The Forensic Casebook

By N E Genge

Ebury Press 319pp £12.99 order from our bookshop

ALL you could possibly want to know about the science of crime scene investigation (the publishers call it a reader's guide) from an analysis of blood spatters to facial reconstruction, with informed asides on which crime writers you can trust to deliver the real nitty gritty - Michael Connelly comes out on top with his description of a 'point-blank shot' which, says Genge, 'draws approval from both savvy readers and medical examiners'. A note too on ear prints, far less reliable than finger prints ('there is currently no general acceptance of ear identification'), but accepted by some courts as su5cient evidence for identity and conviction. It may be a case of forensics going a step too far. Only weeks before this book's publication Mark Dallagher, who was jailed at Leeds crown court in 1998 on the strength of an ear print which allegedly placed him at the scene of a woman's murder, walked Gee on appeal: a DNA profile obtained from the print proved that it did not come from him. A pity it took seven years to set the man free. Will Genge's casebook help reform attitudes and procedures for cases to come?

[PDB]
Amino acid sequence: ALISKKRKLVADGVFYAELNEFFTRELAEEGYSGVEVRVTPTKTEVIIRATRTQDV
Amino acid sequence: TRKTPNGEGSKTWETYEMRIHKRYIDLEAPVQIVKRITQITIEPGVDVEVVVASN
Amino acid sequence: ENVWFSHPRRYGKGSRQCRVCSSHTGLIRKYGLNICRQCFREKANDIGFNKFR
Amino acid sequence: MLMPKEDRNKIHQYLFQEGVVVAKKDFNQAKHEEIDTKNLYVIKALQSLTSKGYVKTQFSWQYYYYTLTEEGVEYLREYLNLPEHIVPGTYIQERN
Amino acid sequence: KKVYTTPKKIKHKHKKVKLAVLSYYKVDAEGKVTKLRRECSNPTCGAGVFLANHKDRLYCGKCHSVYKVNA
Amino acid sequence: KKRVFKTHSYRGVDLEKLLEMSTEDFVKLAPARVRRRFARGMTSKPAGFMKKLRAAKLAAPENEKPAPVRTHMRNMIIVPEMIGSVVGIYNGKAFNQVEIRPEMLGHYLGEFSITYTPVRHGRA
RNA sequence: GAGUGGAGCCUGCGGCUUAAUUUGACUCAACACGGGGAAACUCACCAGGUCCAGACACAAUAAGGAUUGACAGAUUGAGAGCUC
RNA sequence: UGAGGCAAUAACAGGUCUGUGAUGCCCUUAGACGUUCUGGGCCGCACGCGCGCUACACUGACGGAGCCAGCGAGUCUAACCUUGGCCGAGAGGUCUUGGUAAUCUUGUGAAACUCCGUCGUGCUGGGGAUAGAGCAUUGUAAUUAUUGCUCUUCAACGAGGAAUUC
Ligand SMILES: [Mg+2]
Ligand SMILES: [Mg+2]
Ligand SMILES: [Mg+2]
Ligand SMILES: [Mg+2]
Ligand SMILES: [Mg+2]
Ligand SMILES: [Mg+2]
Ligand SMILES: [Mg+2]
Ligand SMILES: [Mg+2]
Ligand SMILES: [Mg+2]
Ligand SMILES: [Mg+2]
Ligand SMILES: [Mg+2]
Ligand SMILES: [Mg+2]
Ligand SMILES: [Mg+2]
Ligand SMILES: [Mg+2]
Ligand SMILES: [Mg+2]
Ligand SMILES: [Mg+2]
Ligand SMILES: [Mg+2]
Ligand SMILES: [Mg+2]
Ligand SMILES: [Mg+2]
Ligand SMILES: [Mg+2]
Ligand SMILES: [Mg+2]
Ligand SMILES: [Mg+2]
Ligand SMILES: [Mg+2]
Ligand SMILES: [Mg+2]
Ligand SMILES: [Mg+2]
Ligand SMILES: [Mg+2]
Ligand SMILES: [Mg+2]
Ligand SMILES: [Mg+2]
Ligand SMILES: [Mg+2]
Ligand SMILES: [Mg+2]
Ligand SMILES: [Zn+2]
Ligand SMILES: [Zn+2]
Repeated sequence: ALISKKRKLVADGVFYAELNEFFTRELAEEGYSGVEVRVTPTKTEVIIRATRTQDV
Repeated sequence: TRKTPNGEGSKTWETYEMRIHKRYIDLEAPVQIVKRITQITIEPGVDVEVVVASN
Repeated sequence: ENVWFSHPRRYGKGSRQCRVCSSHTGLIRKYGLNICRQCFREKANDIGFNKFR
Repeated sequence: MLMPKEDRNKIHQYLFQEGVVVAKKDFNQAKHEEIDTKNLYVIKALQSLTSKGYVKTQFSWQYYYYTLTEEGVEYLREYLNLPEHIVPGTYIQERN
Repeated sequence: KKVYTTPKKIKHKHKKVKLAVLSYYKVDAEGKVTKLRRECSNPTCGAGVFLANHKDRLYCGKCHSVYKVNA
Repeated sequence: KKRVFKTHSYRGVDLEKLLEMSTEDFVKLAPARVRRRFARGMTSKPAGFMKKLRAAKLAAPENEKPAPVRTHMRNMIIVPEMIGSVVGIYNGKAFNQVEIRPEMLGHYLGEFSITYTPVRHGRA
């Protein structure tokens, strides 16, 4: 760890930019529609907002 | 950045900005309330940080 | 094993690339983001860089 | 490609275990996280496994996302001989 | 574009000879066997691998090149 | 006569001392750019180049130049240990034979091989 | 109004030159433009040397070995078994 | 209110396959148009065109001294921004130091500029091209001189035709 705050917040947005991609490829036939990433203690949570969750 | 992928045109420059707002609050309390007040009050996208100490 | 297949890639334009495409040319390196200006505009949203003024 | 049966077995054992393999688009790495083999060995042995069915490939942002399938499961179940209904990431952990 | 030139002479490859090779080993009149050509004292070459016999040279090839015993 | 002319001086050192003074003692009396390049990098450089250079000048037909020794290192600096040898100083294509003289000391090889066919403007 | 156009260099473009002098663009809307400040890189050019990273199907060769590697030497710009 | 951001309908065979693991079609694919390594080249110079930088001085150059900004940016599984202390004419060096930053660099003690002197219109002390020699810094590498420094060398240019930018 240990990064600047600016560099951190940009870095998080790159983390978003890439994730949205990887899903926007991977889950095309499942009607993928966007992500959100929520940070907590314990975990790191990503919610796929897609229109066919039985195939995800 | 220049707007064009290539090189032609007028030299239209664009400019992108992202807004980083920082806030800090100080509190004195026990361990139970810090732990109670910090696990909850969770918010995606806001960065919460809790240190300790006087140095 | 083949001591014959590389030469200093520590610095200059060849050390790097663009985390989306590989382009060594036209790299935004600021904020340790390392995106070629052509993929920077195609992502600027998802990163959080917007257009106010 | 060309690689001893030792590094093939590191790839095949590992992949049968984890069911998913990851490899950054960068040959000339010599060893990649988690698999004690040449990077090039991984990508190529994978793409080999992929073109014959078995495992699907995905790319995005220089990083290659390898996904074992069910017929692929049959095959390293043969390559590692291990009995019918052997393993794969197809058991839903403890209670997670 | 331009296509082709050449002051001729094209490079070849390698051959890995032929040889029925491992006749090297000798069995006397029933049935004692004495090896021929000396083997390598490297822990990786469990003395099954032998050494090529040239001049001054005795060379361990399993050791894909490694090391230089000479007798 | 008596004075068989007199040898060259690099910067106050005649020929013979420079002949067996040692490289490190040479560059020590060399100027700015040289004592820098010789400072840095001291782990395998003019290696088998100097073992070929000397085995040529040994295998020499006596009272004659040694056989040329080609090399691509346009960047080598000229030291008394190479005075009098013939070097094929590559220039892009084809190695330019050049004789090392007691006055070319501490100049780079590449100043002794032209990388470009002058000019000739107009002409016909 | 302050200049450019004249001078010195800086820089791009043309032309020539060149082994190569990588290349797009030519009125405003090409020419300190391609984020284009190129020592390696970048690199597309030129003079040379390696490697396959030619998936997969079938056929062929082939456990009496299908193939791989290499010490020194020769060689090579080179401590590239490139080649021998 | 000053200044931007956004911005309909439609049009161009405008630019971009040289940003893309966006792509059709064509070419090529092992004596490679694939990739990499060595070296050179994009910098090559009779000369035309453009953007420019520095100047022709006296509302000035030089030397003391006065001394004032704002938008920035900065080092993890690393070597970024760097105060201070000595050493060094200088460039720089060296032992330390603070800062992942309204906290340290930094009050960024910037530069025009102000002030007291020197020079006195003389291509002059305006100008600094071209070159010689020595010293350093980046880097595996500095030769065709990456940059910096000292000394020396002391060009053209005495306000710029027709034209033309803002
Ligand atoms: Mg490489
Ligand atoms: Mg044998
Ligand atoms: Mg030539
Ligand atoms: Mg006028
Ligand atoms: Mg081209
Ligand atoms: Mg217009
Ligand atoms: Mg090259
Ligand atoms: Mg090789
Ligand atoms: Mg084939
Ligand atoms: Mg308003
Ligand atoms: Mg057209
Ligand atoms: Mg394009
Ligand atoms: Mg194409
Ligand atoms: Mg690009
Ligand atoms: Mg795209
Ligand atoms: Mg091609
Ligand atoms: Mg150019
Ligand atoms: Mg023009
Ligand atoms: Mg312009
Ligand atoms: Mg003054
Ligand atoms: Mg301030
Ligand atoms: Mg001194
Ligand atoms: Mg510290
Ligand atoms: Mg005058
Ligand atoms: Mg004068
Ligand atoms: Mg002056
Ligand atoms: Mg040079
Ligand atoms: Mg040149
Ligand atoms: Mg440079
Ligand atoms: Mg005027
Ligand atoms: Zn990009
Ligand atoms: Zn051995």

By Jenny Siler

Orion 250pp £9.99 order from our bookshop

SILER'S fourth and best-yet novel is a pounding, precisely- plotted thriller which begins with the massacre of a convent full of nuns whose misfortune it was to have been the carers of an unknown girl they chose to call Eve, who they found in a Burgundy field with a bullet in her brain. Eve was at the doctor's when the assassins called. Clearly they wanted her dead. But why? Who is she? How did she get there? Nobody knows. Siler brilliantly explores the nature of amnesia, portraying it as a condition to be feared, understood and overcome: 'To live with amnesia is to live with a suspect mind, a renegade piece of yourself that cannot be contained. Dreams may be memories, memories may be dreams and neither one is to be trusted.' Eve starts on her voyage of self-discovery when she finds a crumpled Tangier-Algeciras ferry ticket in a coat pocket. It takes her back to a high-risk life in North Africa and Europe with criminals and arms-dealers, replete with false passports and wads of illicit cash. Pursuing the hunt demands courage. There is a price to pay for finding things out and Siler's skill here lies in how she measures longed-for truth against the inevitable consequences. She writes well about violence, fear and betrayal (all constituents of the climate she explores) and her sense of place (with musky Marrakech replacing her familiar Montana barrens) is acute and exciting. Flashback is a terrific read. On present form Jenny Siler is showing the competition a clean and perfectly-shaped pair of heels.